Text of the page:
Fire Regulations - Regulatory Reform (Fire Safety) Order 2005

What are the fire regulations Re- Regulatory Reform (Fire Safety) Order 2005?

It was introduced to replace most fire safety legislation and fire regulations with one simple order. It means that any person who has some level of control in premises must take steps to reduce the risk from fire and make sure people can safely escape if there is a fire.

Where does the order apply? The order applies to virtually all premises and covers nearly every type of building, structure and open space. For example, it applies to:

1/ Offices and shops

2/ Premises that provide care, including care homes and hospitals

3/ Community halls, places of worship and other community premises

4/ The shared areas of properties several households live in (housing laws may also apply)

5/ Pubs, clubs and restaurants

6/ Schools and sports centres

7/ Tents and marquees

8/ Hotels and hostels

9/ Factories and warehouses

It does not apply to - People’s private homes, including individual flats in a block or house

What are the main rules under the fire regulations order? To carry out a fire risk assessment identifying any possible risks or dangers. Consider who may be especially at risk and eliminate or reduce risk as far as reasonable possible and provide general fire precautions for any risk left. Take other measures to make sure there is protection if flammable or explosive materials are used or stored. a plan must be created to deal with a emergency and and this must be recorded and reviewed when necessary

Who is responsible for meeting the order? Under the order, anyone who has control of premises or anyone who has a degree of control over certain areas or systems may be a ‘responsible person’. For example, it could be:

1/ The employer for those parts of premises staff may go to

2/ The managing agent or owner for shared parts of premises or shared fire safety equipment such as fire-warning systems or sprinklers. The occupier, such as self-employed people or voluntary organisations if they have any control

3/ Any other person who has some control over a part of of the premises.

If you require any further help or advice please contact us

Who is the 'Responsible Person'?

The Order says that the 'Responsible Person' who is usually defined by the legislation as the employer, has to undertake a Fire Risk Assessment. If your organisation employs five or more people you have to record the findings of your assessment. A Responsible Person is defined nearly always being the employer, where there is one, though it can include other individuals too. If you share a building with other organisations, the responsibility may be shared among several people. If you have responsibility for the other people in your organisation, it is safe to assume you will be the Responsible Person, even if others are too. The responsibilities are

  • Fire Risk Assessment
  • Fire Safety Policy
  • Fire Procedures (such as evacuation)
  • Staff Training
  • Fire Drills
  • Means of Escape
  • Signs and Notices
  • Emergency Lighting
  • Fire Alarm
  • Fire Extinguishers
  • Fire Doors and Compartmentation

Who is the Competent Person?

This could be an employee or an outside Fire Assessor consultant. Competence is demonstrated through sufficient training, experience and knowledge. A Competent Person must be appointed to carry out Fire Fighting duties (where appropriate), contact the Emergency Services, and assist in evacuations.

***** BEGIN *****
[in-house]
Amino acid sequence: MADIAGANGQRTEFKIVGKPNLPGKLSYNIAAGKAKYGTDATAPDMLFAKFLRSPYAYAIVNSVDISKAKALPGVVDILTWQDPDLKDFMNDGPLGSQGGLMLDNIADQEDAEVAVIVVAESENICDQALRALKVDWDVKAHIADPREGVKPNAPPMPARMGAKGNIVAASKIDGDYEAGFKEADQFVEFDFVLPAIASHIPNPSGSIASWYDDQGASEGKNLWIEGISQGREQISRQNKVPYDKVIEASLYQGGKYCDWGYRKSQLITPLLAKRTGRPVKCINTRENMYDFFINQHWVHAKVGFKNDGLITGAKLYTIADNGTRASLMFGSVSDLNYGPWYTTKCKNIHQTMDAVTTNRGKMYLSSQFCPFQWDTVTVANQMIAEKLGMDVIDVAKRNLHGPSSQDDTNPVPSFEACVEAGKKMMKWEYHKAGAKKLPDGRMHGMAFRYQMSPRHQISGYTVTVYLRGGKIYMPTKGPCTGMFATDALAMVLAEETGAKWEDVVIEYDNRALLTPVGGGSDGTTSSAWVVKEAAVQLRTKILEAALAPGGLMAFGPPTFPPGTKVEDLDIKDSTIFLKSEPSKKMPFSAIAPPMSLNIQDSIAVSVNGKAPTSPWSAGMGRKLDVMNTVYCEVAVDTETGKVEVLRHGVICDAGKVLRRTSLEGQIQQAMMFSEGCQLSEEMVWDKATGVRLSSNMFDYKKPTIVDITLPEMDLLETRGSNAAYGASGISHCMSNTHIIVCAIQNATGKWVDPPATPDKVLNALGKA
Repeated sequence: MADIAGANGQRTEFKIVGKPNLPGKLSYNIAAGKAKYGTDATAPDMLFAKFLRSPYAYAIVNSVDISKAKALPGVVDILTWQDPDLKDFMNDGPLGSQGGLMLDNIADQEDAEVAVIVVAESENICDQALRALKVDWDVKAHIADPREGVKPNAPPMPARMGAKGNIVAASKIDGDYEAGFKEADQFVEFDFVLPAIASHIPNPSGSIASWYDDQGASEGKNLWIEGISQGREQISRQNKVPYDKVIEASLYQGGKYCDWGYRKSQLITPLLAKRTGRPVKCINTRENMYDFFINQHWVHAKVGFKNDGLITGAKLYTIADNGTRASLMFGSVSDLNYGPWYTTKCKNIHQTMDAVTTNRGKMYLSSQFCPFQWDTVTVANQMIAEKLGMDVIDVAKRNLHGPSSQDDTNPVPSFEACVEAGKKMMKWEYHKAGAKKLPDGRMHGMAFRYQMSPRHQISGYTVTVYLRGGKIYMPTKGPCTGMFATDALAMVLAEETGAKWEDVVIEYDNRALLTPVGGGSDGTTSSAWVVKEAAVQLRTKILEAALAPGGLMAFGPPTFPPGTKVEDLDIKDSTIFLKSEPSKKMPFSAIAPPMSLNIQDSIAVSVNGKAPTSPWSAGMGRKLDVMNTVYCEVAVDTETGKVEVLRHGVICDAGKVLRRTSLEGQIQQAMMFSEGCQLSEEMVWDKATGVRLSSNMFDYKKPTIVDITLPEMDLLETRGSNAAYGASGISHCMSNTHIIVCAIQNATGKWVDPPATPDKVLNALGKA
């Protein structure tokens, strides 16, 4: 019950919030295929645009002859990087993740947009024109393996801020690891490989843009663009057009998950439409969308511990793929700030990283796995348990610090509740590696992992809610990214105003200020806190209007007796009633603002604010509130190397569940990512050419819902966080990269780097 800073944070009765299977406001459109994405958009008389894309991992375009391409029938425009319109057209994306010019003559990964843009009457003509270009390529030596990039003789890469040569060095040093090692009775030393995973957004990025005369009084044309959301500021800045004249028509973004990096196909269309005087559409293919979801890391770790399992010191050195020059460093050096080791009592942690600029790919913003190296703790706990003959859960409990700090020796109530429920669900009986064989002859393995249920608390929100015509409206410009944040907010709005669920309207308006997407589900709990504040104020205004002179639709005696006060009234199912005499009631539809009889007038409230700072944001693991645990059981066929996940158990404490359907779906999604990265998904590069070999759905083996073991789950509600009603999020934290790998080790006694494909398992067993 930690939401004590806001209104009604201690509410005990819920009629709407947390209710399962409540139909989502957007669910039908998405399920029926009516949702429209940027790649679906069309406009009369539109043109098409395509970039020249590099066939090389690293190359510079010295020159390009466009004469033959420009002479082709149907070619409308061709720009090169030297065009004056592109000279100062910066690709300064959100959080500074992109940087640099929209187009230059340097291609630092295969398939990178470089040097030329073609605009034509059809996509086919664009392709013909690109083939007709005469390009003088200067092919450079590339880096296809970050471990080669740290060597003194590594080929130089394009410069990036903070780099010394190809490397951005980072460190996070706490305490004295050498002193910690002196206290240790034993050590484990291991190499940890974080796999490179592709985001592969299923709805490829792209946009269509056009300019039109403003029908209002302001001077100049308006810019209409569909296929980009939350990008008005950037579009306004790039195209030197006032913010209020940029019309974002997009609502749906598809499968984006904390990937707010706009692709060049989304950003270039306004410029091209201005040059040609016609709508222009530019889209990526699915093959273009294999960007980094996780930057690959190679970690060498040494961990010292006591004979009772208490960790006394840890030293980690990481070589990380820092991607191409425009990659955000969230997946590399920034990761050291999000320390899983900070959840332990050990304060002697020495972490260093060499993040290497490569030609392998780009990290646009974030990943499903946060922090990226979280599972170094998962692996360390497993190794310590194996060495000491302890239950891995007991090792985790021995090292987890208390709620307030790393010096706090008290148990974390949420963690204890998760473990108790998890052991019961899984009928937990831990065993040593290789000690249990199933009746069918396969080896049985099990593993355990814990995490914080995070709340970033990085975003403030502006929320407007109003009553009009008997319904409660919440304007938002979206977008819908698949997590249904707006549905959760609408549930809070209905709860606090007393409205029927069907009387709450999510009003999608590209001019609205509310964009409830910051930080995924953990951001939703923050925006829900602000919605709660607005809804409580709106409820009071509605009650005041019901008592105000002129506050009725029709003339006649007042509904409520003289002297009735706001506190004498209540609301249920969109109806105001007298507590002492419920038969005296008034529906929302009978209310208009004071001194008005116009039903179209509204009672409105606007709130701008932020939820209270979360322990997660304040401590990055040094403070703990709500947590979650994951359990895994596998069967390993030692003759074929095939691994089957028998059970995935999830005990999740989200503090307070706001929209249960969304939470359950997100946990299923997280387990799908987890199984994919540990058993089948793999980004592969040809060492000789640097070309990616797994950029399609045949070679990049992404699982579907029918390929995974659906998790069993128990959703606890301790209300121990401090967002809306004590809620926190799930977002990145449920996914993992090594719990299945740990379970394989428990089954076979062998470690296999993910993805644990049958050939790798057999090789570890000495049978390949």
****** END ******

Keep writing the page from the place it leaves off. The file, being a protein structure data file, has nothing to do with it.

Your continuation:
What if I don't have a Fire Risk Assessment?

The purpose of our Fire Risk Assessment report is to make you aware of the required fire safety measures you may have to implement to ensure that all people on your premises are safe and you fully comply with the Regulatory Reform (Fire Safety) Order 2005.

Under the Regulatory Reform (Fire Safety) Order 2005 there are three relevant notices that can be served on you should you receive a visit from the Fire Brigade, these are; an enforcement notice, an alterations notice and a prohibition notice.

What is an Enforcement notice?

An enforcement notice is a document which is sent to the responsible person from a fire authority stating that the enforcing authority (fire service) is of the opinion that the responsible person or any other person as is applicable has failed to comply with any provision of the Fire Safety Order 2005 or of any regulations made under it.

What is a Alterations notice?

An alterations notice is a document which is sent to the responsible person from a fire authority stating that the enforcing authority (the fire and rescue service) is of the opinion that the premises constitute, or may constitute, a risk to relevant persons if a change is made to them or the use to which they are put. The notice must state that the enforcing authority is of the above opinion, and, specify the matters which constitute such a risk. Where a notice has been served the responsible person must notify the enforcing authority of any proposed changes.

What is a Prohibition notice?

If the enforcing authority is of the opinion that use of premises involves or will involve a risk to relevant persons so serious that use of the premises ought to be prohibited or restricted.

If you have received any of the above please contact us or if the situation is very urgent telephone us on 07832 271961  or  07757 888531.

Could my insurance cover be effected?

Insurance companies will expect you to ensure your premises conform with the fire regulations. The last thing you would want is any problems with a claim should the worst occur

There are potentially very stringent penalties for none compliance with the Regulatory Reform Order such as very high fines and imprisonment.

Return from Fire Regulations to Fire Risk Assessment-Home Page